Okay?

It's going to take more than 10 to the 59 years.

That's if we assume that the computer can do 10 billion operations.

Okay?

Now 10 to the 59 years.

There are two issues.

First of all, to the best of my knowledge, the laptops and

the desktops that we use today cannot do 10 billion operations a second.

This is number one.

Second thing, 256 is still very small for an input size.

So, in practice, we'll be dealing with much larger input sizes.

In practice we'll be dealing with computers.

Using computers that can process fewer than 10 billion operations a second,

you can get the point.

If under these simplifying assumptions and generous assumptions,

I'm getting 10 to the 59 years just to, to handle the input of size 256.

You can imagine what's going to happen in practice okay?

So, this is the sense, this is why we are interested in the growth of function is

that I'm interested in how the running time is going to grow.

As the, as the input size grows.

Because this is not where I'm interested.

This is not the input size that's going to concern me.

The, what's going to concern me is that as the input size grows,

how does this function grow?

If it grows like this, I, I go from two to 16 to 256.

And the function grows sub linearly, right?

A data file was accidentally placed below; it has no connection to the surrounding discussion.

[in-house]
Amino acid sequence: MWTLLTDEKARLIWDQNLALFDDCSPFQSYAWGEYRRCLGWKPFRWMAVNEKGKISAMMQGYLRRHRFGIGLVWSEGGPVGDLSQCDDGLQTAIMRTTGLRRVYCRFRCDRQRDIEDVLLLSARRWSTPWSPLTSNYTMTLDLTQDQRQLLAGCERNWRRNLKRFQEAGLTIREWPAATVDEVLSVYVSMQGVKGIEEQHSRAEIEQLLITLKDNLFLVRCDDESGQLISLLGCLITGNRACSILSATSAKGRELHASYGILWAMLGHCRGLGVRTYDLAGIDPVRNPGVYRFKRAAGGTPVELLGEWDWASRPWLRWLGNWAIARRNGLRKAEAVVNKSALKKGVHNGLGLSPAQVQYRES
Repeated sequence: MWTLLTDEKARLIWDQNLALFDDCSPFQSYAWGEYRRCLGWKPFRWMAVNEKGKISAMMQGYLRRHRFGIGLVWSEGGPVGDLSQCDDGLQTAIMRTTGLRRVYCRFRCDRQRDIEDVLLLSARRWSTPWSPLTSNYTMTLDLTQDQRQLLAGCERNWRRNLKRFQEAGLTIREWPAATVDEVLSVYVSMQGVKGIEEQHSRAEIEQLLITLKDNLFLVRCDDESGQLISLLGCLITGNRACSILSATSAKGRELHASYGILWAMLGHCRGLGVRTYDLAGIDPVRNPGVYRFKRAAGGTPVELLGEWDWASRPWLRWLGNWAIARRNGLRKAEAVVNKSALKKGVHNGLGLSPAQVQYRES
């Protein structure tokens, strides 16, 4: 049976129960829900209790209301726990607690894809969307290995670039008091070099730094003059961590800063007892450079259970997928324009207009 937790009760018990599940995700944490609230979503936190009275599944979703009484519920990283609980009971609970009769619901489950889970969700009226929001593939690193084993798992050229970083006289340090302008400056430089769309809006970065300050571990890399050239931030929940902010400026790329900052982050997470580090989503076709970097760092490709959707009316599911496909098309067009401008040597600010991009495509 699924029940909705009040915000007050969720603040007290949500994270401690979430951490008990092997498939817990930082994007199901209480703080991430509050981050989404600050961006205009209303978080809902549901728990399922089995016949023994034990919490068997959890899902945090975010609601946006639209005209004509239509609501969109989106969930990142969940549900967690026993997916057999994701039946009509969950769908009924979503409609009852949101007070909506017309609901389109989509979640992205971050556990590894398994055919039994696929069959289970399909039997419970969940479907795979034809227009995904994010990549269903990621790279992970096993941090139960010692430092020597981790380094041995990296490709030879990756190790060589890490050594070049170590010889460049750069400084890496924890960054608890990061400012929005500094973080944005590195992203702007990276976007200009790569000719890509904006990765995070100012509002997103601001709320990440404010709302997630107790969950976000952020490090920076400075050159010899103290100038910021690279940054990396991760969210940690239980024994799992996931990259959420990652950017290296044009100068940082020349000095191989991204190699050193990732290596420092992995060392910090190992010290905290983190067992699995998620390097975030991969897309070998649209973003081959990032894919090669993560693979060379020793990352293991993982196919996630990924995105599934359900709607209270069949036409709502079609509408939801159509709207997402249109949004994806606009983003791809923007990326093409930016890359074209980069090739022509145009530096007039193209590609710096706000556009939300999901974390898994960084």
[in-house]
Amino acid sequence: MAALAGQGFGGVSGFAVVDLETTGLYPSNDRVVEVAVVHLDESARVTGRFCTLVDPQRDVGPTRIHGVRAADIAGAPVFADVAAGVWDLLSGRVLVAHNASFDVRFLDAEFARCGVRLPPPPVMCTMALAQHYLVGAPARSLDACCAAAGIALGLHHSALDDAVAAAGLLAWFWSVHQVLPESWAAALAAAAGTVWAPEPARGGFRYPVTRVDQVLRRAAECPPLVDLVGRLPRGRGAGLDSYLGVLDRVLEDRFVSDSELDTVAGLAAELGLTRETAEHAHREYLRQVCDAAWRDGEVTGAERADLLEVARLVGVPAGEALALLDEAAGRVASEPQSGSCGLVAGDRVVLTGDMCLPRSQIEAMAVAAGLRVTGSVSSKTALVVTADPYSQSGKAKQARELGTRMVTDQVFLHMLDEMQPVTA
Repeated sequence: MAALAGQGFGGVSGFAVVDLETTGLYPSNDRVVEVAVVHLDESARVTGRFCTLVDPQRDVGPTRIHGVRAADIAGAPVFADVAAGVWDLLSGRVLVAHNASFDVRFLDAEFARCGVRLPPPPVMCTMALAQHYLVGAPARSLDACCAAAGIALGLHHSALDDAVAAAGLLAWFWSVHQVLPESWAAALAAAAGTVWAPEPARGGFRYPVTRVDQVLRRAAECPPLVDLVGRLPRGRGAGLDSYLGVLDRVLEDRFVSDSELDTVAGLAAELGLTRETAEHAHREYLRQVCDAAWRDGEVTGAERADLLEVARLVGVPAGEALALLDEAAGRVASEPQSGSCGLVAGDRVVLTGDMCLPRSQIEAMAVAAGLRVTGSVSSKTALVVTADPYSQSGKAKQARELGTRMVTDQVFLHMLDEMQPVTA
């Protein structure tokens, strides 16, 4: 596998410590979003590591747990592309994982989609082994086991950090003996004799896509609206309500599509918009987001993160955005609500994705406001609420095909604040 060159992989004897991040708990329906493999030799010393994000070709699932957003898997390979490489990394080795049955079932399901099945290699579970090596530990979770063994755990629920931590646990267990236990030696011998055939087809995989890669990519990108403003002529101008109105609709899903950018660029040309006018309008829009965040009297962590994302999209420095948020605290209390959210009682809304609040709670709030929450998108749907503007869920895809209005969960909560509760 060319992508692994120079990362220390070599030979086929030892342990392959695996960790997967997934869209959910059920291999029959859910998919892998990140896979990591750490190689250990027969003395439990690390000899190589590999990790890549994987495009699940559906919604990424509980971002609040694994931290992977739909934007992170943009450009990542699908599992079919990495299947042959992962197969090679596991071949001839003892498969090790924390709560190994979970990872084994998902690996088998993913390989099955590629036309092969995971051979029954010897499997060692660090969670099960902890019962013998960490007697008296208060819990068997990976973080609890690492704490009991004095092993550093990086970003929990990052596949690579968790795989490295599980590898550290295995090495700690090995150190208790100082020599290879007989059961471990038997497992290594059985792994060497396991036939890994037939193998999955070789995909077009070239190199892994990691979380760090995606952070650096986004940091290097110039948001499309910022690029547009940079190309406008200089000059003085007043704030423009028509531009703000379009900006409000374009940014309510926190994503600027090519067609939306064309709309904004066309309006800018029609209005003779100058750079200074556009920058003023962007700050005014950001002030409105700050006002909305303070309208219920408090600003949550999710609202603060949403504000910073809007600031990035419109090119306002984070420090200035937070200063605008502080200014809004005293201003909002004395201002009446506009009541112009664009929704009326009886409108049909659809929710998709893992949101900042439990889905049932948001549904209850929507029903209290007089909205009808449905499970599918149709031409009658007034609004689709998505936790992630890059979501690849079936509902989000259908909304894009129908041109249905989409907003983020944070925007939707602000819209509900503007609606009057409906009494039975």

If I draw that, if I draw the plot here and

the x-axis, I put the input size, and here I put the function running time.

This is 2 here and

this is 16 here, and this is 256 here.

Again 2, 16, 256.

This is a linear, suppose this is a linear function here,

2, 2, 16, 16, so this is going to be the y equal x here.

This function, the log n is growing actually slower than that.

Slower than linearly.

That algorithm B is going to take this running time linear.

The squared one, running is time is square is going to take square n squared but

2 to the n is going to start growing very fast.

This is where 2 to the n is going to happen and this is n squared.

This is the n here and this is log n.

So when I look at the growth of functions like this in these terms.

I can see that algorithm A as input size grows, its running time is growing.

Of course it will grow.

We won't, we cannot, I cannot think of many interesting algorithm whose running

time is not going to grow with input size.

So that is not the question.

The, the running time is going to grow, as the input size grows.

The question is, how does it grow, okay?

This is a nice growth.

We would love an algorithm whose growth is like this.

We can, we, we love an algorithm whose running time also grows linearly.

We can tolerate, and we would be happy also with a,

with a, with quadratic time, n squared.

But, an algorithm that takes 2 to the n, is not going to be very practical, okay?

Again as I said here, if n is 256, if you can handle 10

billion operations per second, it's going to take us 10 to the 59 years.

What is the point of such an algorithm?

Even if it is correct, even if it is elegant,

even if it is written in whatever programming language, it's useless.